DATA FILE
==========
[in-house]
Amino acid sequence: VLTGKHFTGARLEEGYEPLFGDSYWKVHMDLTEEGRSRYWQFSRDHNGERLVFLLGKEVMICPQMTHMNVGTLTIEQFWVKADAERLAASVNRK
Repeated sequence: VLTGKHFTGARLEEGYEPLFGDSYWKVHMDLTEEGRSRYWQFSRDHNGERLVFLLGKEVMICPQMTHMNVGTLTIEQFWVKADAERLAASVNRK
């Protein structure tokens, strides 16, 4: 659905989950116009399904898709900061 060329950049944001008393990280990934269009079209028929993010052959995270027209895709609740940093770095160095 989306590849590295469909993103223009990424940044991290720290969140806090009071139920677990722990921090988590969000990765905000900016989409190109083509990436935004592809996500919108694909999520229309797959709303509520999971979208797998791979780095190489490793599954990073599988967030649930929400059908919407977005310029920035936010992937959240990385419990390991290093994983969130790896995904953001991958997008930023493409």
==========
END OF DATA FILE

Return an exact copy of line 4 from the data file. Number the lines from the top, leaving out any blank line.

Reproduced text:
């Protein structure tokens, strides 16, 4: 659905989950116009399904898709900061 060329950049944001008393990280990934269009079209028929993010052959995270027209895709609740940093770095160095 989306590849590295469909993103223009990424940044991290720290969140806090009071139920677990722990921090988590969000990765905000900016989409190109083509990436935004592809996500919108694909999520229309797959709303509520999971979208797998791979780095190489490793599954990073599988967030649930929400059908919407977005310029920035936010992937959240990385419990390991290093994983969130790896995904953001991958997008930023493409």